Its Alcohol Awareness Week 19-25 November. Naturally it’s a time to celebrate the work being done to help those who have been affected by alcohol, however its also a time to review service delivery and that’s where it all becomes rather sad….
Alcohol services are under threat, now that’s nothing new but to learn that alcohol services are being decommissioned in a time of social outcry about binge drinking and minimum pricing seems ludicrous.
For every eight people who ask for advice about their drinking, one person will significantly reduce their intake to below safe levels. Now, surely that means these local services are effective? they are helping to identify alcohol issues and helping people to help themselves.
I know residential treatment providers, like ourselves are highlighting the negative impact of austerity measures that are affecting public health but these small services, sometimes based in local pharmacies, that are meeting NICE guidelines 2010 in screening and offering brief interventions to assist in preventing harmful drinking, are now falling foul of measures that counter-intuitive to the health of our communities.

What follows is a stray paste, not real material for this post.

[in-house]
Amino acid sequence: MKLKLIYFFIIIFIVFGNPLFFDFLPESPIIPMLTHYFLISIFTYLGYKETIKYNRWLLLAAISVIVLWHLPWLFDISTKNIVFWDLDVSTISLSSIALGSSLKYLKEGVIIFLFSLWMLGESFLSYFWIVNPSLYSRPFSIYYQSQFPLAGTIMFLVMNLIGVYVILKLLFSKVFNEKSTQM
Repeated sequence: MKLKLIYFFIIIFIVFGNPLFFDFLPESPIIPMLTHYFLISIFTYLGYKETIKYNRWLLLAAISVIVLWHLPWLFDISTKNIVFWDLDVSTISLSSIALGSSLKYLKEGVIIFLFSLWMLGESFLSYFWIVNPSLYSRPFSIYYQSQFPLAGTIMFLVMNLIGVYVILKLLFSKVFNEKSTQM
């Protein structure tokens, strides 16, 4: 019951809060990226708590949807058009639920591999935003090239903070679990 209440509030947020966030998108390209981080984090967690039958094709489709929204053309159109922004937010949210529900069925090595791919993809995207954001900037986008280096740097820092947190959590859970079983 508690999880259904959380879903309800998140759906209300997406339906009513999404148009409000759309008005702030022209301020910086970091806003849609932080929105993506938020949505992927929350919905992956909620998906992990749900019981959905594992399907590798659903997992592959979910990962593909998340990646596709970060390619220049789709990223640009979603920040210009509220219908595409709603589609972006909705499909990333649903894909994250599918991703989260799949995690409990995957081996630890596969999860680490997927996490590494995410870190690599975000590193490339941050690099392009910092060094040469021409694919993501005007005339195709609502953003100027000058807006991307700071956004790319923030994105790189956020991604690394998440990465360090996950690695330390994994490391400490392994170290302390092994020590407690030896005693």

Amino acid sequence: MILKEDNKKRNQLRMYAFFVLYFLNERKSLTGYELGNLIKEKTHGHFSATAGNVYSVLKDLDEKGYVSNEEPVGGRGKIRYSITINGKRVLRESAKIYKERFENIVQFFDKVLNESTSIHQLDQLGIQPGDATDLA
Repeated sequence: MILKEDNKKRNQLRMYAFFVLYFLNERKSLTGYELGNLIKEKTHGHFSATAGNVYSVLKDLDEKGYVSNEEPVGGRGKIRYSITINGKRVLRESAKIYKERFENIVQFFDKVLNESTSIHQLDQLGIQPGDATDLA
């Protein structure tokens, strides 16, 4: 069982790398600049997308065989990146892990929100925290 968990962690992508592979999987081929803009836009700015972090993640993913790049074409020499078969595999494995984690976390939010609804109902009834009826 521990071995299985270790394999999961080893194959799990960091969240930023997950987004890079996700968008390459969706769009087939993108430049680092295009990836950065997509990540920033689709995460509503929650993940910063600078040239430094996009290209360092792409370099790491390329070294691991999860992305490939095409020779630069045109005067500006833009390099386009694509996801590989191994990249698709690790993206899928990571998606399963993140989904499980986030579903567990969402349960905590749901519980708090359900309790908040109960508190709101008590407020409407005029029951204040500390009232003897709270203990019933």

This is all at a time when reports are claiming that professionals are more than ever likely to develop an alcohol problem and that alcohol use in Wales cost the NHS £70million a year. It’s time to stop the decline and take an opportunity this Alcohol Awareness Week to question if this is an austerity measure too far and maybe question our local politicians, Police Commissioners, Health and Wellbeing Boards etc why they are not valuing the work that can have such an impact on our communities functioning in offending and criminality and also health and social welfare.